OSTP Releases Scientific Integrity Task Force Report
Last week, the White House Office of Science and Technology Policy released the first report of its Scientific Integrity Task Force. Issued in response to President Biden’s January 2021 Memorandum on Restoring Trust in Government Through Scientific Integrity and Evidence-Based Policymaking, the report provides a high-level assessment of scientific integrity policies at various federal agencies, identifies effective practices for fostering a culture of scientific integrity, and provides new topics that agencies should incorporate into policies.
The report explains scientific integrity as ensuring “that science is conducted, managed, communicated, and used in ways that preserve its accuracy and objectivity” and is protected from “suppression, manipulation, and inappropriate influence – including political interference.” In the report, the task force makes several recommendations to guide future policymaking.
The task force will next develop a framework and create assessment criteria for OSTP and agencies “to inform, review, and improve the design and implementation of scientific integrity policies.” AAU will continue to monitor the task force’s next steps and how the report’s recommendations are incorporated into federal agency policies.
Hill Update: President Biden Says Build Back Better Will Be Broken up in “Chunks”
At a press conference this Wednesday, President Biden told reporters that Democrats will most likely have to break up the House-passed $1.75 trillion Build Back Better Act (H.R. 5376) into smaller “chunks” in order to push elements of it past the Senate. “I think we can break the package up, get as much as we can now and come back and fight for the rest of it,” he said. Sen. Joe Manchin (D-WV), who was key in killing the social spending package in the Senate, said yesterday, however, that no one had reached out to him yet about restarting negotiations.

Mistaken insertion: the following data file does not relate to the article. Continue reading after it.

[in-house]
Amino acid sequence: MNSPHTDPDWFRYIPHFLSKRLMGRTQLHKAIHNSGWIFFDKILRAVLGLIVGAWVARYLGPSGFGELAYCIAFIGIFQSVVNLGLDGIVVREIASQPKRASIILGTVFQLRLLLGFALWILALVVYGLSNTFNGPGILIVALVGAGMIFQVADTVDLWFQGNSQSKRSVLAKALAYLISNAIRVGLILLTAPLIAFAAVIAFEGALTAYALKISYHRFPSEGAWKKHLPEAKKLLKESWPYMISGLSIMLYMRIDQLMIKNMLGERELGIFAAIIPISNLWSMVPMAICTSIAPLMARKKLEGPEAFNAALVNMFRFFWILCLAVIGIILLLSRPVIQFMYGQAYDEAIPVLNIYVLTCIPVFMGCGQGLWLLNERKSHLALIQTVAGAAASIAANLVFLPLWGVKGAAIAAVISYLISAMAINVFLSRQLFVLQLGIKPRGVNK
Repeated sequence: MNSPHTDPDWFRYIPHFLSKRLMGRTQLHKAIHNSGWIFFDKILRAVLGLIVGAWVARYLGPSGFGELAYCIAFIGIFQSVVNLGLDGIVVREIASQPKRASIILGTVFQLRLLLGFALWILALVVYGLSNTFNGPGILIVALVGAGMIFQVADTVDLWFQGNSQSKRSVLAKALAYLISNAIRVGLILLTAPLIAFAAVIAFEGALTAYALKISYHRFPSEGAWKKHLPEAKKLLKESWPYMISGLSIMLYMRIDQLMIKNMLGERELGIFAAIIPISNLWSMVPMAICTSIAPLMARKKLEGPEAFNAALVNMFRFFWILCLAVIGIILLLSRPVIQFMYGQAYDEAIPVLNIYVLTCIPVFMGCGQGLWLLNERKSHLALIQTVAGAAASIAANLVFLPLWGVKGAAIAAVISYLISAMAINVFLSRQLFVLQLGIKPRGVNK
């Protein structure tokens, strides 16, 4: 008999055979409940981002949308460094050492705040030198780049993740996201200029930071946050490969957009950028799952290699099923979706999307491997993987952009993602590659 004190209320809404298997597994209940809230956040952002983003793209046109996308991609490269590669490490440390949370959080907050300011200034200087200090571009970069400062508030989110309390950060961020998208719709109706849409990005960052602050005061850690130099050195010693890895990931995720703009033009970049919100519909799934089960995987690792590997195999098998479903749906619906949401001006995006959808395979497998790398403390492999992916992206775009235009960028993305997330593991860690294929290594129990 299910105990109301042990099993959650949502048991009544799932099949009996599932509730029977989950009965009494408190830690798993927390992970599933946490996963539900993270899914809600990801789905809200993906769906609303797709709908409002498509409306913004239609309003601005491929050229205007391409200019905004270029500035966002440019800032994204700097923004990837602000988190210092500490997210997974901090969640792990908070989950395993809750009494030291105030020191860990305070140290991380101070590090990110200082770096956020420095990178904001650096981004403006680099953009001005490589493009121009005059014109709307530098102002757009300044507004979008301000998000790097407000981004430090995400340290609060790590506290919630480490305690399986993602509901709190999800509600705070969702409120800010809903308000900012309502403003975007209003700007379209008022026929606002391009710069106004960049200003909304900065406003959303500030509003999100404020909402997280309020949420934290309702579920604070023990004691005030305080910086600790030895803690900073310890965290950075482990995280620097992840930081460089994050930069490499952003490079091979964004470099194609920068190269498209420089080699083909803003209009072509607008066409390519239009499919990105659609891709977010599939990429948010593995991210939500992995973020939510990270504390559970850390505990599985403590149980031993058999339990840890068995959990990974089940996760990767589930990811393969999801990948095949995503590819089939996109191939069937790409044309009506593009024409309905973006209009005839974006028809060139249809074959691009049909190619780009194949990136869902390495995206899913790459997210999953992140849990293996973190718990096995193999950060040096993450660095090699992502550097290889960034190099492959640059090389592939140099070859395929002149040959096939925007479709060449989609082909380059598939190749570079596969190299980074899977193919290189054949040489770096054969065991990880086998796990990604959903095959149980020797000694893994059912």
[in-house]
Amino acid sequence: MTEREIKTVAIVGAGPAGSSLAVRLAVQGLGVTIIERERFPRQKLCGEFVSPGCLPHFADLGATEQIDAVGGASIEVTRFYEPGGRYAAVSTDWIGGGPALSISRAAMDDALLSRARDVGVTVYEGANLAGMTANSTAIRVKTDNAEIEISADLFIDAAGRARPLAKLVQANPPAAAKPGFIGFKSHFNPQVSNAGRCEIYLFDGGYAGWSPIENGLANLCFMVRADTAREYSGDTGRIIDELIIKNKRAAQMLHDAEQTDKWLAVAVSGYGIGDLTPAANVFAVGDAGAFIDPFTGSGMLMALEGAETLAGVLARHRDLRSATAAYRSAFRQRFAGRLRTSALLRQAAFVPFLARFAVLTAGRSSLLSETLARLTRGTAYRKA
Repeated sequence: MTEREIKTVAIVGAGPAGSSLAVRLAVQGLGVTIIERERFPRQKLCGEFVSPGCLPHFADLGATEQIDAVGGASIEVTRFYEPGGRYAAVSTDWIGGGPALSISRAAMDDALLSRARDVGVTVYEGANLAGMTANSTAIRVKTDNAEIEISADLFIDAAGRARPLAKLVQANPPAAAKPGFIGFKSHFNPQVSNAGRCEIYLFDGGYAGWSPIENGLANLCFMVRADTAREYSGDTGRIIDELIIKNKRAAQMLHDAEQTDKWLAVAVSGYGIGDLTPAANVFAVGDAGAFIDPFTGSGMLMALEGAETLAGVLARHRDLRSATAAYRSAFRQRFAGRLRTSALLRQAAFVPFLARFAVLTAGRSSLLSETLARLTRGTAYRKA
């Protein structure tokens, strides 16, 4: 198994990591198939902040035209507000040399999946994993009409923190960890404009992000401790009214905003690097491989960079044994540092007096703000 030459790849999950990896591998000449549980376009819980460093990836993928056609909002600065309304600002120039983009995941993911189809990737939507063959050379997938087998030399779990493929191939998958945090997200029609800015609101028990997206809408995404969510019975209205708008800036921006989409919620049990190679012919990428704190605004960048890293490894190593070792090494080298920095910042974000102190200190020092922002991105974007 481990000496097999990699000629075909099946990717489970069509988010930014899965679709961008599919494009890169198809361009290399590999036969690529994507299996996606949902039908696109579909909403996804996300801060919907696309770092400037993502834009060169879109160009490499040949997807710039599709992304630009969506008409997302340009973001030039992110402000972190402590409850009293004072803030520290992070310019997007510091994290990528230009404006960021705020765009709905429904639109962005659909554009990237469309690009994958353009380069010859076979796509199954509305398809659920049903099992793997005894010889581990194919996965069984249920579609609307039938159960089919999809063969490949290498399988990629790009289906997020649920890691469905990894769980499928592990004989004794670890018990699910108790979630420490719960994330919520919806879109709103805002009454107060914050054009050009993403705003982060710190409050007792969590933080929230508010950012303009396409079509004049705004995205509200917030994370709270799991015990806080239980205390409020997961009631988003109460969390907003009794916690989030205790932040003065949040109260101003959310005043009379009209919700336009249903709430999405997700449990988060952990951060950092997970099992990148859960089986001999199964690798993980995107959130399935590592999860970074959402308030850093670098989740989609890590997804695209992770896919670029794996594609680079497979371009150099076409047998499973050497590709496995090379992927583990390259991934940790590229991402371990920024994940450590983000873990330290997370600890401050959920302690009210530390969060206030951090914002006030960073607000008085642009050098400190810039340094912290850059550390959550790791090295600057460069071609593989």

In other news, congressional appropriators told reporters this week that they are continuing to talk about an omnibus spending bill despite Congress going on recess and are hoping to strike a deal before government funding expires on February 18. “Hopefully, a few days after we come back, there will be an omnibus,” said Senate Appropriations Chair Patrick Leahy (D-VT) yesterday. Senate Appropriations Vice Chair Richard Shelby (R-AL) told reporters, however, that it would be “hard” to get it done by the 18th.
News of Interest
The Philadelphia Inquirer: University of Virginia Provost Will Replace Amy Gutmann as Penn’s Next President – Last week, the University of Pennsylvania Board of Trustees announced that it has nominated University of Virginia Provost M. Elizabeth Magill to serve as the university’s next president. Magill will begin her tenure at the University of Pennsylvania on July 1.
The New York Times: Halting Progress and Happy Accidents: How mRNA Vaccines Were Made – The scientific breakthroughs that led to the mRNA vaccines against COVID-19 took decades to unfold and spanned many different areas of research. This is the story of how “the science slowly built upon itself, squeezing knowledge from failure.”
MIT Technology Review: In a Further Blow to the China Initiative, Prosecutors Move to Dismiss a High-Profile Case – Last week, federal prosecutors recommended that the Justice Department dismiss all charges brought against Massachusetts Institute of Technology Professor Gang Chen under the so-called “China Initiative.” The Justice Department had alleged that Chen hid funding from China on grant disclosure forms.
Pittsburgh Post-Gazette: With Campuses Nearly 100% Vaccinated, Pitt Says It’s Time to Rethink COVID-19 – With nearly 100% rates of vaccination among students, faculty, and staff, and reports of no hospitalizations despite the omicron surge, University of Pittsburgh officials said that it may be time to “begin shifting focus away from case counts as the key measure of how SARS-CoV-2 is affecting regular life.”
The News & Observer: COVID-Test Vending Machines Are Popping up at Colleges in the US as Omicron Spreads – Several universities (including the University of Utah and Case Western Reserve University) have installed convenient vending machines on their campuses to dispense free COVID tests to students.
Research led by Harvard University’s T.H. Chan School of Public Health suggests that multiple sclerosis, a progressive disease that affects the central nervous system, is likely caused by infection with the Epstein-Barr virus.
With funding from the National Institutes of Health, University of Wisconsin-Madison researchers are working with collaborators to develop a vaccine that will work against a broad range of coronaviruses.